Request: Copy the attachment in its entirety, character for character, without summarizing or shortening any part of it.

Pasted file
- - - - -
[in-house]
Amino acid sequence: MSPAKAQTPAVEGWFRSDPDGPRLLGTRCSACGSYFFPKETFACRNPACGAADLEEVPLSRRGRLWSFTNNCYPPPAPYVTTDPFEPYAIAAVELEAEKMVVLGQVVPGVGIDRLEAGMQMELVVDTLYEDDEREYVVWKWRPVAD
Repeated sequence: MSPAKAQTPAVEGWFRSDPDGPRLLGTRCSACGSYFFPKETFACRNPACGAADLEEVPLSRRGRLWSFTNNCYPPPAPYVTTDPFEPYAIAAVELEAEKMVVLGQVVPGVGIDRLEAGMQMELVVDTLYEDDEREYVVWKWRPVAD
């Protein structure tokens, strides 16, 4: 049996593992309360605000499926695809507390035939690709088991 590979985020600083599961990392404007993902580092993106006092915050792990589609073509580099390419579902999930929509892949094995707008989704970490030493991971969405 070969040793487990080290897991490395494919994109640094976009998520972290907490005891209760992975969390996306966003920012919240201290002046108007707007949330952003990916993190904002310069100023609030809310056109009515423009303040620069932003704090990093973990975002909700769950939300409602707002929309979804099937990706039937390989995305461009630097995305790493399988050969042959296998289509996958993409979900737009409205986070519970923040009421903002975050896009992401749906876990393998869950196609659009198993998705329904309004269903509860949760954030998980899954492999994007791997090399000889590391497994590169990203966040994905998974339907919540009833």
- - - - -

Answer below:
[in-house]
Amino acid sequence: MSPAKAQTPAVEGWFRSDPDGPRLLGTRCSACGSYFFPKETFACRNPACGAADLEEVPLSRRGRLWSFTNNCYPPPAPYVTTDPFEPYAIAAVELEAEKMVVLGQVVPGVGIDRLEAGMQMELVVDTLYEDDEREYVVWKWRPVAD
Repeated sequence: MSPAKAQTPAVEGWFRSDPDGPRLLGTRCSACGSYFFPKETFACRNPACGAADLEEVPLSRRGRLWSFTNNCYPPPAPYVTTDPFEPYAIAAVELEAEKMVVLGQVVPGVGIDRLEAGMQMELVVDTLYEDDEREYVVWKWRPVAD
């Protein structure tokens, strides 16, 4: 049996593992309360605000499926695809507390035939690709088991 590979985020600083599961990392404007993902580092993106006092915050792990589609073509580099390419579902999930929509892949094995707008989704970490030493991971969405 070969040793487990080290897991490395494919994109640094976009998520972290907490005891209760992975969390996306966003920012919240201290002046108007707007949330952003990916993190904002310069100023609030809310056109009515423009303040620069932003704090990093973990975002909700769950939300409602707002929309979804099937990706039937390989995305461009630097995305790493399988050969042959296998289509996958993409979900737009409205986070519970923040009421903002975050896009992401749906876990393998869950196609659009198993998705329904309004269903509860949760954030998980899954492999994007791997090399000889590391497994590169990203966040994905998974339907919540009833």